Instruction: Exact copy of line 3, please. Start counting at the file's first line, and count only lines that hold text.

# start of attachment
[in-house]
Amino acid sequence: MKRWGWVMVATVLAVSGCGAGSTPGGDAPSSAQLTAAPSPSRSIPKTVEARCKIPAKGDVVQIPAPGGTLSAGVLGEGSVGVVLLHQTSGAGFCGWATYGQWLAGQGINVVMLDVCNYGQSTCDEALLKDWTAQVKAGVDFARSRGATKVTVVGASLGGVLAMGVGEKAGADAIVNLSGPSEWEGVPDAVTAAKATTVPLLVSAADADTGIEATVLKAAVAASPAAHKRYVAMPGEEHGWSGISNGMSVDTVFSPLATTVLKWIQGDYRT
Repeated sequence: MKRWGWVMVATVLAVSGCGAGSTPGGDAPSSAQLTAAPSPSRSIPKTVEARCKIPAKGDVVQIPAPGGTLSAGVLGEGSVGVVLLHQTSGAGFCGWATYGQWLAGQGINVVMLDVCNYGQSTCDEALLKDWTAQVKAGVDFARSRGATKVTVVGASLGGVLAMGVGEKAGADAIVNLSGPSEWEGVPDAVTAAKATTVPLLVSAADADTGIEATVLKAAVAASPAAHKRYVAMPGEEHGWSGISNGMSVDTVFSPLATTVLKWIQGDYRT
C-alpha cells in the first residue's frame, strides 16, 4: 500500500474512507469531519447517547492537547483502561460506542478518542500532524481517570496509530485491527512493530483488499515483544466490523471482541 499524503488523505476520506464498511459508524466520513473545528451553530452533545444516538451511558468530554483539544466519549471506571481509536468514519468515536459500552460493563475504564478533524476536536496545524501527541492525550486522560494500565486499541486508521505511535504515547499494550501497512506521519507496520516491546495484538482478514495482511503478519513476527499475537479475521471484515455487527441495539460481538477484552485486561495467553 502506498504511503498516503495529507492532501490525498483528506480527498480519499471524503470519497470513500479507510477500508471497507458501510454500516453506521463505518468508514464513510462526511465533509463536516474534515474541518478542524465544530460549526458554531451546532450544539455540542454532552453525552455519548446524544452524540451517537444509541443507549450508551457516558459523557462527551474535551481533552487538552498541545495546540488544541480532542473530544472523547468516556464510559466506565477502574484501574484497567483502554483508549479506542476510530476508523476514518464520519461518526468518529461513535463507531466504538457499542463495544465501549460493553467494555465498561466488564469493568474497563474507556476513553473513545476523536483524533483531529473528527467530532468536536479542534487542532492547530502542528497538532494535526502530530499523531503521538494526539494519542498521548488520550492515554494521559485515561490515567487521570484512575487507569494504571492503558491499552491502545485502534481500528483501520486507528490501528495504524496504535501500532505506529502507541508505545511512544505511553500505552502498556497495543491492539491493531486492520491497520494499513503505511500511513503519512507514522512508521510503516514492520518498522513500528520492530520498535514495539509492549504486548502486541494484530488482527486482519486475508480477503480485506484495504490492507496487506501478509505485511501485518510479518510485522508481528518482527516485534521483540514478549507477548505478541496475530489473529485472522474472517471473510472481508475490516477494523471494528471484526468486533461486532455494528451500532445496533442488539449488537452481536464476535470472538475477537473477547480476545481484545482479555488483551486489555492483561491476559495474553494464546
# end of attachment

Repeated sequence: MKRWGWVMVATVLAVSGCGAGSTPGGDAPSSAQLTAAPSPSRSIPKTVEARCKIPAKGDVVQIPAPGGTLSAGVLGEGSVGVVLLHQTSGAGFCGWATYGQWLAGQGINVVMLDVCNYGQSTCDEALLKDWTAQVKAGVDFARSRGATKVTVVGASLGGVLAMGVGEKAGADAIVNLSGPSEWEGVPDAVTAAKATTVPLLVSAADADTGIEATVLKAAVAASPAAHKRYVAMPGEEHGWSGISNGMSVDTVFSPLATTVLKWIQGDYRT